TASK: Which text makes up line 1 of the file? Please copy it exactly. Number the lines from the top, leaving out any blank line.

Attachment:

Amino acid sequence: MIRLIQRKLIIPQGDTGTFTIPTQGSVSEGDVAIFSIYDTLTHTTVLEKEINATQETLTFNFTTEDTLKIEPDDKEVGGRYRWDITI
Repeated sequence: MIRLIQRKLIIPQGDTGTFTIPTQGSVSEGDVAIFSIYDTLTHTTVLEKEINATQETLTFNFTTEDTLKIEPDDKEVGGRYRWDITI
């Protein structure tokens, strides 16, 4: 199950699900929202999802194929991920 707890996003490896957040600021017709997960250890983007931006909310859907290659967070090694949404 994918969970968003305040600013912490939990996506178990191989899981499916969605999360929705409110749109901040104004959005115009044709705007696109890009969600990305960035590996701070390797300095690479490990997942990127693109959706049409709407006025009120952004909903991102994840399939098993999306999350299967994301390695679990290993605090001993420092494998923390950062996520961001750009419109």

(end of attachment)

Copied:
Amino acid sequence: MIRLIQRKLIIPQGDTGTFTIPTQGSVSEGDVAIFSIYDTLTHTTVLEKEINATQETLTFNFTTEDTLKIEPDDKEVGGRYRWDITI